28 May - 2017
Categories:

Old Stairs

With the emerging knowledge in scientific fields and the rise of new materials and technology, architecture and engineering began to separate, and the architect began to concentrate on aesthetics and the humanist aspects, often at the expense of technical aspects of building design. There was also the rise of the “gentleman architect” who usually dealt with wealthy clients and concentrated predominantly on visual qualities derived usually from historical prototypes, typified by the many country houses of Great Britain that were created in the Neo Gothic or Scottish Baronial styles. Formal architectural training in the 19th century, for example at École des Beaux-Arts in France, gave much emphasis to the production of beautiful drawings and little to context and feasibility. Effective architects generally received their training in the offices of other architects, graduating to the role from draughtsmen or clerks.

Meanwhile, the Industrial Revolution laid open the door for mass production and consumption. Aesthetics became a criterion for the middle class as ornamented products, once within the province of expensive craftsmanship, became cheaper under machine production.

Vernacular architecture became increasingly ornamental. House builders could use current architectural design in their work by combining features found in pattern books and architectural journals.

 

With the emerging knowledge in scientific fields and the rise of new materials and technology, architecture and engineering began to separate, and the architect began to concentrate on aesthetics and the humanist aspects, often at the expense of technical aspects of building design. There was also the rise of the “gentleman architect” who usually dealt with wealthy clients and concentrated predominantly on visual qualities derived usually from historical prototypes, typified by the many country houses of Great Britain that were created in the Neo Gothic or Scottish Baronial styles. Formal architectural training in the 19th century, for example at École des Beaux-Arts in France, gave much emphasis to the production of beautiful drawings and little to context and feasibility. Effective architects generally received their training in the offices of other architects, graduating to the role from draughtsmen or clerks.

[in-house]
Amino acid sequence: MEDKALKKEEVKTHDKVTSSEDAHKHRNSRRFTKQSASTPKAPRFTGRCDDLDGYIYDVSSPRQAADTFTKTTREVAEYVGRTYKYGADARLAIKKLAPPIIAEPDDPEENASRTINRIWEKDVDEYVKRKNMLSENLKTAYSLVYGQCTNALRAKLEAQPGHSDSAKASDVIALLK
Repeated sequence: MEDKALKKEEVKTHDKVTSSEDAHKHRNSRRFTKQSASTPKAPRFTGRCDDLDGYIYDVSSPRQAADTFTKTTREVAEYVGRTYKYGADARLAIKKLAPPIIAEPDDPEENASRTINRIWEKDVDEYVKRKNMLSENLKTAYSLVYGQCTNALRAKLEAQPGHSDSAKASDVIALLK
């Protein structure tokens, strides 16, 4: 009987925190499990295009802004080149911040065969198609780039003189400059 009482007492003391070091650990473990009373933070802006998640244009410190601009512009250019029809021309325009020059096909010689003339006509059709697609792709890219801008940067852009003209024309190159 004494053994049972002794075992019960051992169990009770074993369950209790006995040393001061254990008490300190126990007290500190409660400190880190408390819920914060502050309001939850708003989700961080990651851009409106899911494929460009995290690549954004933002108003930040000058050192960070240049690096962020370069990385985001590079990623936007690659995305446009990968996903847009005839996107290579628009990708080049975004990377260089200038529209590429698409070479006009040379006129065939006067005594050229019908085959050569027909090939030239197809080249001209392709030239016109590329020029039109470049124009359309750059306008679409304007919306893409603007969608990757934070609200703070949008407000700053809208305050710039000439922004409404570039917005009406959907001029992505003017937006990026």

Meanwhile, the Industrial Revolution laid open the door for mass production and consumption. Aesthetics became a criterion for the middle class as ornamented products, once within the province of expensive craftsmanship, became cheaper under machine production.

Vernacular architecture became increasingly ornamental. House builders could use current architectural design in their work by combining features found in pattern books and architectural journals.

With the emerging knowledge in scientific fields and the rise of new materials and technology, architecture and engineering began to separate, and the architect began to concentrate on aesthetics and the humanist aspects, often at the expense of technical aspects of building design. There was also the rise of the “gentleman architect” who usually dealt with wealthy clients and concentrated predominantly on visual qualities derived usually from historical prototypes, typified by the many country houses of Great Britain that were created in the Neo Gothic or Scottish Baronial styles. Formal architectural training in the 19th century, for example at École des Beaux-Arts in France, gave much emphasis to the production of beautiful drawings and little to context and feasibility. Effective architects generally received their training in the offices of other architects, graduating to the role from draughtsmen or clerks.

Meanwhile, the Industrial Revolution laid open the door for mass production and consumption. Aesthetics became a criterion for the middle class as ornamented products, once within the province of expensive craftsmanship, became cheaper under machine production.

Vernacular architecture became increasingly ornamental. House builders could use current architectural design in their work by combining features found in pattern books and architectural journals.

Write a Reply or Comment